Winston Moseley, the man convicted of the fatal stabbing of Kitty Genovese in a crime that came to symbolise urban decay and indifference in the 1960s, has died in a New York prison at the age of 81.
Moseley died on March 28 at the Clinton Correctional Facility in Dannemora. Tests will be carried out to determine the cause of death.
The 1964 murder of 28-year-old bar manager Kitty Genovese in New York City caused an outcry after reports that neighbours heard her screams, but did not try to help.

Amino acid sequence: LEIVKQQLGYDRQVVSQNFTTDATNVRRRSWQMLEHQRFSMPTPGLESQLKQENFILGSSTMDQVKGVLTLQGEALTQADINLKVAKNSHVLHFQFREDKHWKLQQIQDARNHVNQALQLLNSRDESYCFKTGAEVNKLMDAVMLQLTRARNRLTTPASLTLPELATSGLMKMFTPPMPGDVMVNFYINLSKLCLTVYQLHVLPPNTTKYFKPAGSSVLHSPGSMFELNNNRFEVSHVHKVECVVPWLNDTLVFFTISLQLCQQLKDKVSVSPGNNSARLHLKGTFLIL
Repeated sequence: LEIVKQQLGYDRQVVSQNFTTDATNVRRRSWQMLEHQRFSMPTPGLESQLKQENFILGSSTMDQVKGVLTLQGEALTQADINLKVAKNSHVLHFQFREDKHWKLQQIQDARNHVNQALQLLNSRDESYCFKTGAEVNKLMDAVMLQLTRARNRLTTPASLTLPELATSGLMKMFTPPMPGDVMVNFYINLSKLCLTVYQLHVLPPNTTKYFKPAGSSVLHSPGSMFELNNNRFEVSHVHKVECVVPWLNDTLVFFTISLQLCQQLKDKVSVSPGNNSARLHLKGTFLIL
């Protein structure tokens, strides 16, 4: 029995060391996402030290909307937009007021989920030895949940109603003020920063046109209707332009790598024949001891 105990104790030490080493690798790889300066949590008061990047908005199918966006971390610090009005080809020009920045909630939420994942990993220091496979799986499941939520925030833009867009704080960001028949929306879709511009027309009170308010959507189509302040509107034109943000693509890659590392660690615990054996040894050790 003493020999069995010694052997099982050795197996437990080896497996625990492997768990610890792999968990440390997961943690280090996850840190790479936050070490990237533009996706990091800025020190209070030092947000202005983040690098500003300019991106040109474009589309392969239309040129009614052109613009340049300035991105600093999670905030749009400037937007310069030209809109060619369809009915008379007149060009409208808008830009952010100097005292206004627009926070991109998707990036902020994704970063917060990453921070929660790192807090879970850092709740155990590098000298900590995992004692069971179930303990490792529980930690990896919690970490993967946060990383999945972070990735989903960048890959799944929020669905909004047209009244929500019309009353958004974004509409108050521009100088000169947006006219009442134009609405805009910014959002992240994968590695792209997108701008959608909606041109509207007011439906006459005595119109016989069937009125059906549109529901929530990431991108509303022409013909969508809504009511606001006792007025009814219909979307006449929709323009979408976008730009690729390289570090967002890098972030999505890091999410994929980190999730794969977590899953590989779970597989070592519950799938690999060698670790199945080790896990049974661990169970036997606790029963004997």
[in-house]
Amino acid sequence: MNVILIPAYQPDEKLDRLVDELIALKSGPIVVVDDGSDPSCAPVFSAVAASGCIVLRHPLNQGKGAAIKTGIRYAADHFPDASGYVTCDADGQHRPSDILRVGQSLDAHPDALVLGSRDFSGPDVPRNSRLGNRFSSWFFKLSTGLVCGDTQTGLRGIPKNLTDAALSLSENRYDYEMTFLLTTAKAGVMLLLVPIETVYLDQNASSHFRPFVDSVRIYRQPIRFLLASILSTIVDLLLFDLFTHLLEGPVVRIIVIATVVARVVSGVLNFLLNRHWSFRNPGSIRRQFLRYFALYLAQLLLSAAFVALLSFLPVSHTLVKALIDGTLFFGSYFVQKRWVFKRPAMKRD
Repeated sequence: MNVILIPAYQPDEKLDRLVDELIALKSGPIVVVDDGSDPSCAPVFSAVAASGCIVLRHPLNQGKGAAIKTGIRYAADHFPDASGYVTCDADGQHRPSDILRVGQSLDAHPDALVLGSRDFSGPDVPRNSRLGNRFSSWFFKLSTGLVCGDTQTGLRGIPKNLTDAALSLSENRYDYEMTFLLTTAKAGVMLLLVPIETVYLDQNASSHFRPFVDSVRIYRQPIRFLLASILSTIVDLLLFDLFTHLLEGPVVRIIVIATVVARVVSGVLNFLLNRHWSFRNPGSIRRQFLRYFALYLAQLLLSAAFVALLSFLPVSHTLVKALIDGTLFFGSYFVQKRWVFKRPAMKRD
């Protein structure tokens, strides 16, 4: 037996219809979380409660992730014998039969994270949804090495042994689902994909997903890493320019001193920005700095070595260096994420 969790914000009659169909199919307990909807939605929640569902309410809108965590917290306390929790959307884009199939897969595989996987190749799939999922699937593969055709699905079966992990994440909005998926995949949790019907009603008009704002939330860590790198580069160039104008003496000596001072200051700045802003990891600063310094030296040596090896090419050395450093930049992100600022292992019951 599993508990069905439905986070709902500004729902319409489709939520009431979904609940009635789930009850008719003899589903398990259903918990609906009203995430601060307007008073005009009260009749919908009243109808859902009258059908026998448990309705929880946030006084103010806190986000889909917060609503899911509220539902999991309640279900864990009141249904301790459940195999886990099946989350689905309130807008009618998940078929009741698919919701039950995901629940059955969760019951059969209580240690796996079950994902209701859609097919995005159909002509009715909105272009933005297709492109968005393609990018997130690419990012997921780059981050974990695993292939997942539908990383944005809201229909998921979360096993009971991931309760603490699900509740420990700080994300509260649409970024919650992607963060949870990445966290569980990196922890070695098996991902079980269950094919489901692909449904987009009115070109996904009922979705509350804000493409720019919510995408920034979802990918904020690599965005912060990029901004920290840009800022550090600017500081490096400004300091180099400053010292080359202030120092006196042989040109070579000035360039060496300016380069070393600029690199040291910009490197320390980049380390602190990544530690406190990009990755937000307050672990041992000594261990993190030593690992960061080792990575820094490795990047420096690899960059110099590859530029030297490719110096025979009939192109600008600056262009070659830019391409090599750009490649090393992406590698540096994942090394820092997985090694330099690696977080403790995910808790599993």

Details of these accounts of the case were challenged, but the crime spurred the adoption of the US 911 system and Good Samaritan laws. The murder also led to ground-breaking psychological studies into the so-called bystander effect, or bystander apathy.
Moseley spent more than 50 years in prison and was one of the state's longest-serving inmates. He was denied parole 18 times.